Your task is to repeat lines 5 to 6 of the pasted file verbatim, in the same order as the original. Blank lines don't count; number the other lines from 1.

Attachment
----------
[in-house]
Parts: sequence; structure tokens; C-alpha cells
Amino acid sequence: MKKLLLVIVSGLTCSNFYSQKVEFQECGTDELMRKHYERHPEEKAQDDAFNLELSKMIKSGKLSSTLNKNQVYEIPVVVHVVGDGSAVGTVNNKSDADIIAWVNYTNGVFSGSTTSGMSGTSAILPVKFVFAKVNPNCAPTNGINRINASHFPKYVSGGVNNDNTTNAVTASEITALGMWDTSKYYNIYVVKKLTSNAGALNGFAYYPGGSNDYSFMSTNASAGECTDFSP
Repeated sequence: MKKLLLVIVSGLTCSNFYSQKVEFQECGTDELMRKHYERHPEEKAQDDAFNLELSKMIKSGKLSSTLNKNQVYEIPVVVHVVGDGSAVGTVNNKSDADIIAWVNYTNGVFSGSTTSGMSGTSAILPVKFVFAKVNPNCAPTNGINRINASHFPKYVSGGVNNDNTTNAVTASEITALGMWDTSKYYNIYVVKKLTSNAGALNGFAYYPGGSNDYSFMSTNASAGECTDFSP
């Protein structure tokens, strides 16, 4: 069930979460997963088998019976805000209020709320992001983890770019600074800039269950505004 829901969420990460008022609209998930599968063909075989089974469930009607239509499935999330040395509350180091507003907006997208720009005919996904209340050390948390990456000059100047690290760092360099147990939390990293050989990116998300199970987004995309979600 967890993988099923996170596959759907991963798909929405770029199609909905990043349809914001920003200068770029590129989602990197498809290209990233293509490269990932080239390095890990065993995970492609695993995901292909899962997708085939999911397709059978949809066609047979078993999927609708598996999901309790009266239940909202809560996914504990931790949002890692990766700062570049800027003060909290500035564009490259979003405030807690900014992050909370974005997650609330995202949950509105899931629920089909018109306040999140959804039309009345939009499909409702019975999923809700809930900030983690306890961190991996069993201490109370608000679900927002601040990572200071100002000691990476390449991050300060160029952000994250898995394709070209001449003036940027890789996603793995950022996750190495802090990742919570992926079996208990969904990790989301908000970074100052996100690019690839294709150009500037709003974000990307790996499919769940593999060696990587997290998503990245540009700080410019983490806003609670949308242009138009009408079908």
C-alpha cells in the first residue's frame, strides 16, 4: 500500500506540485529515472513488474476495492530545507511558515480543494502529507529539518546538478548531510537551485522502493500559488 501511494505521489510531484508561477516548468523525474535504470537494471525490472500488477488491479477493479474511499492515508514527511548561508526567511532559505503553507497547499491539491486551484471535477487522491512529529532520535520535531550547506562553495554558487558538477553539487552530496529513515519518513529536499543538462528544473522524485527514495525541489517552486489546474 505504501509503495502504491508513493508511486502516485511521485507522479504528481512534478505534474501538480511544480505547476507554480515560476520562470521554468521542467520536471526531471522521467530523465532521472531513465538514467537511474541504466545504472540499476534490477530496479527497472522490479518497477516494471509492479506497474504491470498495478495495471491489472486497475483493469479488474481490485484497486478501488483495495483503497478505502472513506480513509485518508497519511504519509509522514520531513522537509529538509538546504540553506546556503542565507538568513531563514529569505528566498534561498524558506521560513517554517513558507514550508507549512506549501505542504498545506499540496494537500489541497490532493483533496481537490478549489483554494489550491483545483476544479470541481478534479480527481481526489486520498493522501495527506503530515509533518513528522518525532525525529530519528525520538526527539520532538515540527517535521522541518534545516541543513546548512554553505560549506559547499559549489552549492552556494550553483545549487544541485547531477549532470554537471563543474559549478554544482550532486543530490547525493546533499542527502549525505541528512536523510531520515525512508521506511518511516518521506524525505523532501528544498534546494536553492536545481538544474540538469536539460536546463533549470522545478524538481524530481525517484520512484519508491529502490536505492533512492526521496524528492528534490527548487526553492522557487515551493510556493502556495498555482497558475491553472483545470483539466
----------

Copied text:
């Protein structure tokens, strides 16, 4: 069930979460997963088998019976805000209020709320992001983890770019600074800039269950505004 829901969420990460008022609209998930599968063909075989089974469930009607239509499935999330040395509350180091507003907006997208720009005919996904209340050390948390990456000059100047690290760092360099147990939390990293050989990116998300199970987004995309979600 967890993988099923996170596959759907991963798909929405770029199609909905990043349809914001920003200068770029590129989602990197498809290209990233293509490269990932080239390095890990065993995970492609695993995901292909899962997708085939999911397709059978949809066609047979078993999927609708598996999901309790009266239940909202809560996914504990931790949002890692990766700062570049800027003060909290500035564009490259979003405030807690900014992050909370974005997650609330995202949950509105899931629920089909018109306040999140959804039309009345939009499909409702019975999923809700809930900030983690306890961190991996069993201490109370608000679900927002601040990572200071100002000691990476390449991050300060160029952000994250898995394709070209001449003036940027890789996603793995950022996750190495802090990742919570992926079996208990969904990790989301908000970074100052996100690019690839294709150009500037709003974000990307790996499919769940593999060696990587997290998503990245540009700080410019983490806003609670949308242009138009009408079908």
C-alpha cells in the first residue's frame, strides 16, 4: 500500500506540485529515472513488474476495492530545507511558515480543494502529507529539518546538478548531510537551485522502493500559488 501511494505521489510531484508561477516548468523525474535504470537494471525490472500488477488491479477493479474511499492515508514527511548561508526567511532559505503553507497547499491539491486551484471535477487522491512529529532520535520535531550547506562553495554558487558538477553539487552530496529513515519518513529536499543538462528544473522524485527514495525541489517552486489546474 505504501509503495502504491508513493508511486502516485511521485507522479504528481512534478505534474501538480511544480505547476507554480515560476520562470521554468521542467520536471526531471522521467530523465532521472531513465538514467537511474541504466545504472540499476534490477530496479527497472522490479518497477516494471509492479506497474504491470498495478495495471491489472486497475483493469479488474481490485484497486478501488483495495483503497478505502472513506480513509485518508497519511504519509509522514520531513522537509529538509538546504540553506546556503542565507538568513531563514529569505528566498534561498524558506521560513517554517513558507514550508507549512506549501505542504498545506499540496494537500489541497490532493483533496481537490478549489483554494489550491483545483476544479470541481478534479480527481481526489486520498493522501495527506503530515509533518513528522518525532525525529530519528525520538526527539520532538515540527517535521522541518534545516541543513546548512554553505560549506559547499559549489552549492552556494550553483545549487544541485547531477549532470554537471563543474559549478554544482550532486543530490547525493546533499542527502549525505541528512536523510531520515525512508521506511518511516518521506524525505523532501528544498534546494536553492536545481538544474540538469536539460536546463533549470522545478524538481524530481525517484520512484519508491529502490536505492533512492526521496524528492528534490527548487526553492522557487515551493510556493502556495498555482497558475491553472483545470483539466